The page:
DCF/unit growth and EBITDA growth depends on your start date. DCF is basically flat when compared to the quarters since Q4-14. The DCF is up big over the last three years. Distribution growth has been consistently good.

What can we learn from these numbers?
1. I have verified the DCF/unit (or Distributable Cash Flow per unit) calculations with the DCF numbers from three different brokerage analysts. The DCF calculation is simple - there are no adjustment to the DCF dollars. Adjustments for 'normalization' have not been needed.
2. I have complete in confidence in my DCF calculation because my numbers always match those done by the professional analysts.
3. DCF/unit change since 2013 has been positive. Most MLPs have faced headwinds due to commodity price falls.
Let's move on to some attributes I know due to producing similar spreadsheets for many other MLPs. As you absorb the data from future articles in this series, you will have the data in which to arrive at similar assessments.
4. DCF/unit numbers by quarter are moderately volatile.
5. The 'annual' distribution coverage has been as strong as it gets. Coverage is both a safety and growth attribute.
6. The debt metrics for MMP are the role model of what good is. That produces a very low cost of debt capital.
7. In a low inertia environment, a good forward DCF projection will be close to the LTM (last twelve month) DCF number. For MMP, LTM DCF is (.90 + 1.13 + 1.01 + .98) $4.02/unit. 2016 EBITDA guidance of $1.166 billion is slightly below - but almost equal to - the LTM EBITDA of $1.173 - which tells us with certainty and clarity that earnings will be flat in 2016. The 2016 DCF guidance of $910 million results in a DCF/unit projection of (910,000/227,849) $3.99 - which almost replicates the LTM number.

I have 8 2016 DCF projections from the 12 brokerages I use to create a consensus number. The projections range from $3.95 to $4.14. The average for the projections is $4.01 - and 7 of the 8 projections are within ten cents of the average. The very small spread in the analyst projections comforts me. MMP has the highest grade I give on historical DCF projection accuracy. Once again - readers should compare this text just created on MMP to the text in same section for ETP and PAA. The difference - using popular phraseology - is huge.

Now that I have a very good DCF - let's move on the CAGRs - or a five year forward "Compound Annual Growth Rate" projection of the distribution.

Long term metric trends
The average calculation for growth is for ten years - for 2006 through 2015
The first average is the sum of changes for each individual year over ten year period - with that result divided by 10
The 2nd average is the difference between the current and beginning number, divided by the beginning number - with that result divided by 10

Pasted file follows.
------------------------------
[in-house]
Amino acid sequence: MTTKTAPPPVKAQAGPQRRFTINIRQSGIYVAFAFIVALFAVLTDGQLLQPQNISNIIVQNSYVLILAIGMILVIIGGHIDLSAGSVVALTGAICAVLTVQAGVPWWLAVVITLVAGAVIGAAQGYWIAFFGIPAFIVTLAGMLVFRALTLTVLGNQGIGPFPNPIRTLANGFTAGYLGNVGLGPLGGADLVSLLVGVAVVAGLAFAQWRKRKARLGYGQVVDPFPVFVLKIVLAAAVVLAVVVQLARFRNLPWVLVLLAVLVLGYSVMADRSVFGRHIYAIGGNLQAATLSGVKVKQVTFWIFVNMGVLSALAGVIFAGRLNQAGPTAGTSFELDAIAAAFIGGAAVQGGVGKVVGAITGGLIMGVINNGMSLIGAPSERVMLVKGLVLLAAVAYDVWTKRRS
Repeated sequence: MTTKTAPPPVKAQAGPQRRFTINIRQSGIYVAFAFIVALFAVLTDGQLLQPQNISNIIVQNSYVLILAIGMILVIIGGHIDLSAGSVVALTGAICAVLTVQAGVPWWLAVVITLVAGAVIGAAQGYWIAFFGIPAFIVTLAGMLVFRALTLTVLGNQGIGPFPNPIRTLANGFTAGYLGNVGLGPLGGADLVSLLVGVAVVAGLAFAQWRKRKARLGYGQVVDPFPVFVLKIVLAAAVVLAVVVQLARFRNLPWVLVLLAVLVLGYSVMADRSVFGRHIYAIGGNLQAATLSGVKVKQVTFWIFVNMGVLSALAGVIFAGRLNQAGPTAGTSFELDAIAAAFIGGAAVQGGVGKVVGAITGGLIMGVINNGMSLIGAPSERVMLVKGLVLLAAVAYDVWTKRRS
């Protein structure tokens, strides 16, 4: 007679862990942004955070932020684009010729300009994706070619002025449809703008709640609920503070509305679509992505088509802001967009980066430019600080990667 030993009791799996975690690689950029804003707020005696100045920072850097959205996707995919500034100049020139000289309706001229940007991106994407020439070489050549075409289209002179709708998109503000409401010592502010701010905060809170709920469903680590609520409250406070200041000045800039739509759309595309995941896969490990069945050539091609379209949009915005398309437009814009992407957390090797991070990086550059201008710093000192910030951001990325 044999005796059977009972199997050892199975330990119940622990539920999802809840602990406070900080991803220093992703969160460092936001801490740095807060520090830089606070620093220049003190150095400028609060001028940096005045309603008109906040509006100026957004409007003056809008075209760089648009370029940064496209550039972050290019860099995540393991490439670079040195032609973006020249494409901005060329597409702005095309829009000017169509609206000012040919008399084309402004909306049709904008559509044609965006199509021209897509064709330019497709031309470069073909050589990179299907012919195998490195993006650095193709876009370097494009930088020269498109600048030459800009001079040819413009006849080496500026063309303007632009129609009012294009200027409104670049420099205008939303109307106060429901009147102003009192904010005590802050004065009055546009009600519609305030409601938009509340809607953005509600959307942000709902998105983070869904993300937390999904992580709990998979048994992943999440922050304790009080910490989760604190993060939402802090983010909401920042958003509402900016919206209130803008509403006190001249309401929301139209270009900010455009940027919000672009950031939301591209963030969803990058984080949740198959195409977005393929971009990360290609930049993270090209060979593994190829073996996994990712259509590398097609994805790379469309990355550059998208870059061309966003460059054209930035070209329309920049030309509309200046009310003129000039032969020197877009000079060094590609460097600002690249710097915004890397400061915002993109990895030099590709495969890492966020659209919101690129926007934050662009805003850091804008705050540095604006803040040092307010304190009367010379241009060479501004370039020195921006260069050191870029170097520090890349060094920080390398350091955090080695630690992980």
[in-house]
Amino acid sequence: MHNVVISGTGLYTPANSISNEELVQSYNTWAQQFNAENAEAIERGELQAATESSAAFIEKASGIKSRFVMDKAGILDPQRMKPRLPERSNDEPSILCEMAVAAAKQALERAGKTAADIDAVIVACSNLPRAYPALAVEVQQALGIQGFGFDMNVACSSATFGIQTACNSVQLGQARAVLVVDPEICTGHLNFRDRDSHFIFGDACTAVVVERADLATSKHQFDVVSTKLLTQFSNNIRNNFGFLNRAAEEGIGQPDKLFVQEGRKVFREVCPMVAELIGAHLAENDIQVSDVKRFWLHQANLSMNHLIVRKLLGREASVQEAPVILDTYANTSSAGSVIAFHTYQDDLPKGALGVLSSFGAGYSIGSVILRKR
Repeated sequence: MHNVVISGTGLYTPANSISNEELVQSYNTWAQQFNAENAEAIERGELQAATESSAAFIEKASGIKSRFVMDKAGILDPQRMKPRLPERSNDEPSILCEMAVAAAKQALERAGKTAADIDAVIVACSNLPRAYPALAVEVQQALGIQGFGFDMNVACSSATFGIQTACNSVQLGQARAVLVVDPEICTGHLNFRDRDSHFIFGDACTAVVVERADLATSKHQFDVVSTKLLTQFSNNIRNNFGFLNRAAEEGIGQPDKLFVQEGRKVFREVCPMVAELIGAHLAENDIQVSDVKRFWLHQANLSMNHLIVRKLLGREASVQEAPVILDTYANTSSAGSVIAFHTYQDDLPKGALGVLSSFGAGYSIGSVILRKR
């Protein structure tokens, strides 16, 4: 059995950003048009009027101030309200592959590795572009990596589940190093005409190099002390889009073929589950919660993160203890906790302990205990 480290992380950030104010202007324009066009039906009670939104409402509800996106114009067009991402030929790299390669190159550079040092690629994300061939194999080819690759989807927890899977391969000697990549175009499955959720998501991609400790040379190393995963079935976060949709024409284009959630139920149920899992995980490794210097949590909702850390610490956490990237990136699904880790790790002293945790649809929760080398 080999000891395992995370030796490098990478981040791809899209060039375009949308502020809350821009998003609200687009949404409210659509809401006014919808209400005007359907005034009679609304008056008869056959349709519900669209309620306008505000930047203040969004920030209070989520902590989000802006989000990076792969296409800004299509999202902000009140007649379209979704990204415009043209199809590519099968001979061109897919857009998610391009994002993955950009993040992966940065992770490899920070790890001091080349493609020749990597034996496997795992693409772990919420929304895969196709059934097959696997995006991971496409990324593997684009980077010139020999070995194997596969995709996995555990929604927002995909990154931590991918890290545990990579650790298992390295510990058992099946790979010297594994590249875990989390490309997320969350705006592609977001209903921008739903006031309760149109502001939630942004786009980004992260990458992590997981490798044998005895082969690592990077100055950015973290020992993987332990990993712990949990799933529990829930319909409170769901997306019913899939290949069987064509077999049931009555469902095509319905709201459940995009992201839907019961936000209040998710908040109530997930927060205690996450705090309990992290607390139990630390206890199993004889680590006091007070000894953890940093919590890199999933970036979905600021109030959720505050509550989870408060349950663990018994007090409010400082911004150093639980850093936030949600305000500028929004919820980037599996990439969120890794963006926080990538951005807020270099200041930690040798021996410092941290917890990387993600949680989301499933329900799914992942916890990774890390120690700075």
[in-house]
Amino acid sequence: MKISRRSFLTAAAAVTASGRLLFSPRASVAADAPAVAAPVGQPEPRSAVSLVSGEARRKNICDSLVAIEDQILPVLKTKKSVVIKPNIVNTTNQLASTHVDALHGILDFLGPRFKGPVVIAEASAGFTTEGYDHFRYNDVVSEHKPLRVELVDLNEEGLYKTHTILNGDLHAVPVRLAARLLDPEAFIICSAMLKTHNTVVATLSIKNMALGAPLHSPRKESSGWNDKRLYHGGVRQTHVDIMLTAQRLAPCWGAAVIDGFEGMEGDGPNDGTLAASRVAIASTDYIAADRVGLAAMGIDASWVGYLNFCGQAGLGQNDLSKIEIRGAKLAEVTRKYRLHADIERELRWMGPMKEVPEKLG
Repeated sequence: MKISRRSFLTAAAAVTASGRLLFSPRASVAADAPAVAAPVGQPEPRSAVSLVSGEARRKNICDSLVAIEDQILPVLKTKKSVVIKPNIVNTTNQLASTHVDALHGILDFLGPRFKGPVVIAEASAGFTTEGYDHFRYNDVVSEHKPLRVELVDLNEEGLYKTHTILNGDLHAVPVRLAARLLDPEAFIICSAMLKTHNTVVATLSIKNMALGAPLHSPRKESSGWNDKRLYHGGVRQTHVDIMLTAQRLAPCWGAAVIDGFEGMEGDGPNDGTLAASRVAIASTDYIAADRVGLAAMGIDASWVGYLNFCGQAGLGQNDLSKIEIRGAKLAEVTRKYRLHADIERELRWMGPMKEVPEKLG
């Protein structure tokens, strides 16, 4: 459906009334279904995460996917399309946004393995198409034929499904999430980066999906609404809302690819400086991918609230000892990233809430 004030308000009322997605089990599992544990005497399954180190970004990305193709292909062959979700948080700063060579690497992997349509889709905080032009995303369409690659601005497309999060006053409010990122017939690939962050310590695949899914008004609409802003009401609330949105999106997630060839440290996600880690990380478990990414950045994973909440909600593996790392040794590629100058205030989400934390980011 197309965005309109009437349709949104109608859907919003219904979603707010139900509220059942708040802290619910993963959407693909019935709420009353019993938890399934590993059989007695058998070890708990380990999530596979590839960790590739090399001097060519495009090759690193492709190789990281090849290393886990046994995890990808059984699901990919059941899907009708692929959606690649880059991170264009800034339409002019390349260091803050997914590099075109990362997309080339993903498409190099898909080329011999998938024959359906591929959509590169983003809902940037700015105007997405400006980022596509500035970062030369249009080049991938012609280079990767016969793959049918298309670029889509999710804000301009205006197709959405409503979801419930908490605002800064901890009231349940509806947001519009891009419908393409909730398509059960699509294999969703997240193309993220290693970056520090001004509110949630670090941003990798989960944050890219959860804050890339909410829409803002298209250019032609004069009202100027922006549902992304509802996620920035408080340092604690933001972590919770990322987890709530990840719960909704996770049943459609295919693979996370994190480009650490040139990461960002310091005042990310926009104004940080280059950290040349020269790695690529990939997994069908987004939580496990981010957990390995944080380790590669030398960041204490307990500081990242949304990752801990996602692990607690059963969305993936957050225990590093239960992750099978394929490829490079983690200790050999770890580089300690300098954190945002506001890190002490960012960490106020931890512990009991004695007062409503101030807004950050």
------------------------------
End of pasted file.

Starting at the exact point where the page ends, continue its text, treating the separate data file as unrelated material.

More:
The distributions shown are annualized first quarter distributions

Company 2006 2007 2008 2009 2010 2011 2012 2013 2014 2015 2016 2017 average average CAGRs PI-CAGRs
MMP DCF 1.33 1.56 1.78 1.51 1.83 2.03 2.23 2.87 3.87 4.13 4.01 4.43 My 8.00% RRR-yield 5.99%
growth 17.3% 14.1% -15.2% 21.2% 10.9% 9.9% 28.7% 34.8% 6.7% -2.9% 10.5% 13.60% 20.15% Last5 15.57% P/DCF Ratio 12.69%
Dist. 1.10 1.20 1.31 1.42 1.42 1.51 1.63 2.00 2.34 2.78 3.14 Broker1 9.10% Broker2 10.60%
growth 9.1% 9.1% 8.0% 0.0% 6.7% 7.6% 22.7% 17.0% 18.8% 12.9% 11.19% 18.42% Broker3 10.30% Broker4 11.50%
Dist/DCF 83% 77% 74% 94% 78% 75% 73% 70% 60% 67% 78% 74.62%
Click to enlarge

My median 2018 DCF projection for MMP is $4.68 and the median 2019 projection is $5.04. Presuming a 76% payout of the 2019 DCF of $5.04, the distribution would be $3.83 - and that would average (383/314 . . divided by 3 years) 7.32% growth per year. I show the high brokerage projection at 11.5% and the low one at 9.1%. I want conservative CAGRs. My 8% CAGR is pretty conservative. Given the current low yield, the market is putting a valuation (averaging my two PI-CAGRs of 5.99 and 12.69 to get 9.34%) on MMP that is over that projection.

Now that I have arrived at a growth projection with which I can have a fair amount of confidence - it is time to make a numeric risk assessment.

When it comes to historical DCF projection accuracy - MMP is as good as it gets. When it comes to credit ratings - MMP is as good as it gets. When it comes to credit metrics - MMP is as good as it gets. When it comes to distribution coverage - it is temporarily going from great towards average. The relatively low yield tells us a large percentage of the market's valuation of MMP is based on growth. I want to slightly increment the risk of owning MMP due to that attribute. Because of the sum of all attributes, I assess MMP with a 10.3% Required Rate of Return ("RRR" or risk assessment). Low RRRs are in the 10s and mainly go to BBB+ rated companies. Average RRRs for covered distributions are in the 11s and mainly go to BBB rated companies. Uncovered distributions result in RRRs in the 12s and mainly go to BBB- rated companies.